Sunday, February 18, 2007

What Are You Giving Up For Lent?

This Wednesday is Ash Wednesday. Growing up Lent was marked by 3 usual sacrifices: 1) not hitting my sister; 2) not eating chocolate; and 3) not hitting my sister.
Now as a mature(r) believer Lent has more (I hope) significance in my relationship with the LORD. As in Advent, I use Lent as a time to prepare emotionally, physically, mentally and spiritually to celebrate the resurrection of Jesus and thus the redemption of my relationship with God.

At lunch this afternoon, as a family, we talked about Ash Wednesday coming up. Emma asked that we not smear ashes on her forehead again, since she had youth group that night and didn't want to draw attention to herself. But we also talked about what to change in our routine so that, come Resurrection Sunday, the celebration would be that much sweeter and appreciated, by the six weeks of foregoing indulgences which have come to be normal in our lives.
So as a family we are taking the time of Lent to go back to basics - eat simply and use that which we save for others.
While blog-surfing and linking to favorite links I came across a blog with some startling statistics that gave me pause:

Today, across the world, 1.3 billion people live on less than one dollar a day; 3 billion live on under two dollars a day; 1.3 billion have no access to clean water; 3 billion have no access to sanitation; 2 billion have no access to electricity. ( "Poverty and Hunger Facts)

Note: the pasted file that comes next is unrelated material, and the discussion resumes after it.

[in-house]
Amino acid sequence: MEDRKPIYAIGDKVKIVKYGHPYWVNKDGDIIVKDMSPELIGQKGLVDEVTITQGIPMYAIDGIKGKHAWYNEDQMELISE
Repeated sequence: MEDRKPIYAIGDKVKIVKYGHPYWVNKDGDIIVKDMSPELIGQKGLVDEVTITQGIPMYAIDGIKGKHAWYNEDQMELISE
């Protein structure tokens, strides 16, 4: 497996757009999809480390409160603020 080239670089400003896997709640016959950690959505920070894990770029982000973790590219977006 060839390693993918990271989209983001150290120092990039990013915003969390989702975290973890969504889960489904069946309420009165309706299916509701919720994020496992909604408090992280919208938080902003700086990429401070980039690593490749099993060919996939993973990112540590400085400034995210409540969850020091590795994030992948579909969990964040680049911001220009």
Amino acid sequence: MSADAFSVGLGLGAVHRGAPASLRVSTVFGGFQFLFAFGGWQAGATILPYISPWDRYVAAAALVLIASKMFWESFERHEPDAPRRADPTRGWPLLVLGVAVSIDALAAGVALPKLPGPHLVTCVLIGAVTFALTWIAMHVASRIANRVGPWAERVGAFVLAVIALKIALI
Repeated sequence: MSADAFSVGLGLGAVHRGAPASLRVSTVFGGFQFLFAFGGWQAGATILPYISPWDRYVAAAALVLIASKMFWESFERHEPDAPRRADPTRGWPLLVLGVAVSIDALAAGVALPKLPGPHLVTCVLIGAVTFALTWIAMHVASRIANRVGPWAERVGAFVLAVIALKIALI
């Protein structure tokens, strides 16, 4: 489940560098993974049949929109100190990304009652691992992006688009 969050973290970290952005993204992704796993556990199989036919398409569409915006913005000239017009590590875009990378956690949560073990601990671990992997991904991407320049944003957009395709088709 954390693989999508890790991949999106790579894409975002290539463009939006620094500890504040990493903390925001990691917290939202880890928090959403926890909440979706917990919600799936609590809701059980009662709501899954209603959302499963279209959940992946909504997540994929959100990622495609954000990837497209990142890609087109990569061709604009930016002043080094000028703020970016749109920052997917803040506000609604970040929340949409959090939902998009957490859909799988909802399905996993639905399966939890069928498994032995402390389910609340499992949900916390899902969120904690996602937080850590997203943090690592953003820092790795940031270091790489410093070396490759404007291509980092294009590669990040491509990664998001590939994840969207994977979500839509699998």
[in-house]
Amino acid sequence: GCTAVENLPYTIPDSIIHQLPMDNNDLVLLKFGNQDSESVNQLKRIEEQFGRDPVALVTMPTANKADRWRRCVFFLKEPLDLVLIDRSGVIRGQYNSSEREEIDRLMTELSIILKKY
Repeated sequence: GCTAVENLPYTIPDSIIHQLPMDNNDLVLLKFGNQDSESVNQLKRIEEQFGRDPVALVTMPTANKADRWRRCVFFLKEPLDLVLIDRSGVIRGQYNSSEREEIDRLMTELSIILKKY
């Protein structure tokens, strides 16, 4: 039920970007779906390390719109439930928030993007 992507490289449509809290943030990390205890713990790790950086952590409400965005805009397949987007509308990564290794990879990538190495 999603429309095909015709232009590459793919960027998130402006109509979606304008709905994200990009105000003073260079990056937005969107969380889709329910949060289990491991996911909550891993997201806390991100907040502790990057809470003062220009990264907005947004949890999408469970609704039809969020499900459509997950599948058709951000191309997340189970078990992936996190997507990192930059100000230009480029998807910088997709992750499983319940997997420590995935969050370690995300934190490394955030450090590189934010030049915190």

30,000 children under the age of 5 die every day from poverty-related issues? That's 210,000 a week or over 10 million a year, if you're counting." (UNICEF State of the World's Children)

Americans spend $110 billion a year on fast food, (Fast Food Nation - Eric Schlosser) and
339 billion dollars a year on their pets. (

Ian, sarcastically, asked "What good will all that do?" when we were discussing living on less during Lent. Our response was to help us be grateful, identify with most of the world and not take our economic freedom/responsibilities for granted. Who knows what else it will do? That will be an ongoing conversation.


Dave Moody said...

ok-- I give up. Your blog is way more pertinent than mine. Glad I married you, and pass the rice and lentils!

Nairobi Paul said...

Re: spending money on pets and fast food - and Lent - it's hard to be in the developing world and having poverty right before my face every day. Just yesterday, I was walking home for lunch & passed a street guy carrying a heavey load. I knew his income is less than a dollar a day. But somehow he survives. God feeds the sparrows. And we try to do our little part by helping in what little ways we can. (The lady mentioned in my "Faith or blind optimism?" post - we have helped her and her son a lot.) There's so much more we could do, but we have to keep our sanity!

Re: grooves of God's grace - God has given me a graceful period where quiet times are easier now than previously. I normally read the Word for 5 min & then pray, before the kids are up. But then this time in Kenya has had far less time pressures than our normal life in the States. I'm hopeful that some good grooves will continue once we return to Littleton.

I had a lot of guilt about quiet times for years. I'm not sure that's healthy. Guilt does come from the Holy Spirit sometimes - but not always. I don't know the formula for knowing which is which. (Well, there is no formula.)

Holly said...

Beans and lentils are good, Dave. :)

I am still considering...probably chocolate for me. That is painful.

Barbara - I have a pastor's family blog, as well, that you are welcome to visit. I don't write there very often...just once every two weeks or so.